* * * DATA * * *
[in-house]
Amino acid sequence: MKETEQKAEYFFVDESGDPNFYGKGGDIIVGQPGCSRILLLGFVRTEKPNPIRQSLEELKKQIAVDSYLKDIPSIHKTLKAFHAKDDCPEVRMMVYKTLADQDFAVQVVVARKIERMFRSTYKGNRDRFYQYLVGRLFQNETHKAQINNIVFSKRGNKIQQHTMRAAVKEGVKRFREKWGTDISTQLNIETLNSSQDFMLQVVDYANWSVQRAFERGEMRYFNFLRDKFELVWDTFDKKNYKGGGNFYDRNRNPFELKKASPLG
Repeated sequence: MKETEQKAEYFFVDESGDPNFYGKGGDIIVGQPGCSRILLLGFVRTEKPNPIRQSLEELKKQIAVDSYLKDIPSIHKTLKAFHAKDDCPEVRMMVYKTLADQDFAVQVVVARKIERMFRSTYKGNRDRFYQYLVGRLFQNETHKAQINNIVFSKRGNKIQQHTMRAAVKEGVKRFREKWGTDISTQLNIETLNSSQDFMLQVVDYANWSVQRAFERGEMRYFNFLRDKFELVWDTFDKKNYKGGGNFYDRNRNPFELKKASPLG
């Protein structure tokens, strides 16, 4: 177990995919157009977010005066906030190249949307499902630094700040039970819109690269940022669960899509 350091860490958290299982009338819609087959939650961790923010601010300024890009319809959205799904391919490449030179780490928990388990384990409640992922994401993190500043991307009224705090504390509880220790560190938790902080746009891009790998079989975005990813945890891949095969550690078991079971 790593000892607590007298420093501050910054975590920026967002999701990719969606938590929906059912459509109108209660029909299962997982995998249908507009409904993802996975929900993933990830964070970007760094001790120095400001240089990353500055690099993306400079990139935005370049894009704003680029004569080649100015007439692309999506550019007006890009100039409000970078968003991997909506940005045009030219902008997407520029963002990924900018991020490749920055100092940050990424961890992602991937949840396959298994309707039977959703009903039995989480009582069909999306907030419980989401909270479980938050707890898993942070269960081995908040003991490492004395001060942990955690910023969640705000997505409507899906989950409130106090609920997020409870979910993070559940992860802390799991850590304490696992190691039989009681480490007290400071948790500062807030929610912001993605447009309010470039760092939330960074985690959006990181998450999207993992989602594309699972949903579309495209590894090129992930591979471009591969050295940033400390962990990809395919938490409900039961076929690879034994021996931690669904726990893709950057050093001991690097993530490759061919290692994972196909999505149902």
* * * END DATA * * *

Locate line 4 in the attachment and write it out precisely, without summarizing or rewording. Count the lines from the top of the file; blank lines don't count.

């Protein structure tokens, strides 16, 4: 177990995919157009977010005066906030190249949307499902630094700040039970819109690269940022669960899509 350091860490958290299982009338819609087959939650961790923010601010300024890009319809959205799904391919490449030179780490928990388990384990409640992922994401993190500043991307009224705090504390509880220790560190938790902080746009891009790998079989975005990813945890891949095969550690078991079971 790593000892607590007298420093501050910054975590920026967002999701990719969606938590929906059912459509109108209660029909299962997982995998249908507009409904993802996975929900993933990830964070970007760094001790120095400001240089990353500055690099993306400079990139935005370049894009704003680029004569080649100015007439692309999506550019007006890009100039409000970078968003991997909506940005045009030219902008997407520029963002990924900018991020490749920055100092940050990424961890992602991937949840396959298994309707039977959703009903039995989480009582069909999306907030419980989401909270479980938050707890898993942070269960081995908040003991490492004395001060942990955690910023969640705000997505409507899906989950409130106090609920997020409870979910993070559940992860802390799991850590304490696992190691039989009681480490007290400071948790500062807030929610912001993605447009309010470039760092939330960074985690959006990181998450999207993992989602594309699972949903579309495209590894090129992930591979471009591969050295940033400390962990990809395919938490409900039961076929690879034994021996931690669904726990893709950057050093001991690097993530490759061919290692994972196909999505149902």